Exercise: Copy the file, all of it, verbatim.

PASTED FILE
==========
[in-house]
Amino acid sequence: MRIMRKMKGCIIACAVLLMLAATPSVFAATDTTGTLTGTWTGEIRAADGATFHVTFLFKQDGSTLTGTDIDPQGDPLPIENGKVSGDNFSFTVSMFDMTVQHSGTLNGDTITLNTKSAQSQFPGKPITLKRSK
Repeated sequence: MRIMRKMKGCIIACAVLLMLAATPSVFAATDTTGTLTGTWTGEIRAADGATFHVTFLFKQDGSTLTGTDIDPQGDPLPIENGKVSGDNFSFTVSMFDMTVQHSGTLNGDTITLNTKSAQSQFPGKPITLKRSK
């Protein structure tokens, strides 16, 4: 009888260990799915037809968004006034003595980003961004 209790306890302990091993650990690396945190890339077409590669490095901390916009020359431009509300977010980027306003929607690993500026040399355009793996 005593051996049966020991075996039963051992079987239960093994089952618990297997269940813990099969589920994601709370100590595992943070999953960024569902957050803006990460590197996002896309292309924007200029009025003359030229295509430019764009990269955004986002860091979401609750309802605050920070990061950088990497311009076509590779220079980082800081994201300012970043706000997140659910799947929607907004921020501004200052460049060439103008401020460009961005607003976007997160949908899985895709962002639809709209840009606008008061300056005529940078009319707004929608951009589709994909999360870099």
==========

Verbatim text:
[in-house]
Amino acid sequence: MRIMRKMKGCIIACAVLLMLAATPSVFAATDTTGTLTGTWTGEIRAADGATFHVTFLFKQDGSTLTGTDIDPQGDPLPIENGKVSGDNFSFTVSMFDMTVQHSGTLNGDTITLNTKSAQSQFPGKPITLKRSK
Repeated sequence: MRIMRKMKGCIIACAVLLMLAATPSVFAATDTTGTLTGTWTGEIRAADGATFHVTFLFKQDGSTLTGTDIDPQGDPLPIENGKVSGDNFSFTVSMFDMTVQHSGTLNGDTITLNTKSAQSQFPGKPITLKRSK
């Protein structure tokens, strides 16, 4: 009888260990799915037809968004006034003595980003961004 209790306890302990091993650990690396945190890339077409590669490095901390916009020359431009509300977010980027306003929607690993500026040399355009793996 005593051996049966020991075996039963051992079987239960093994089952618990297997269940813990099969589920994601709370100590595992943070999953960024569902957050803006990460590197996002896309292309924007200029009025003359030229295509430019764009990269955004986002860091979401609750309802605050920070990061950088990497311009076509590779220079980082800081994201300012970043706000997140659910799947929607907004921020501004200052460049060439103008401020460009961005607003976007997160949908899985895709962002639809709209840009606008008061300056005529940078009319707004929608951009589709994909999360870099």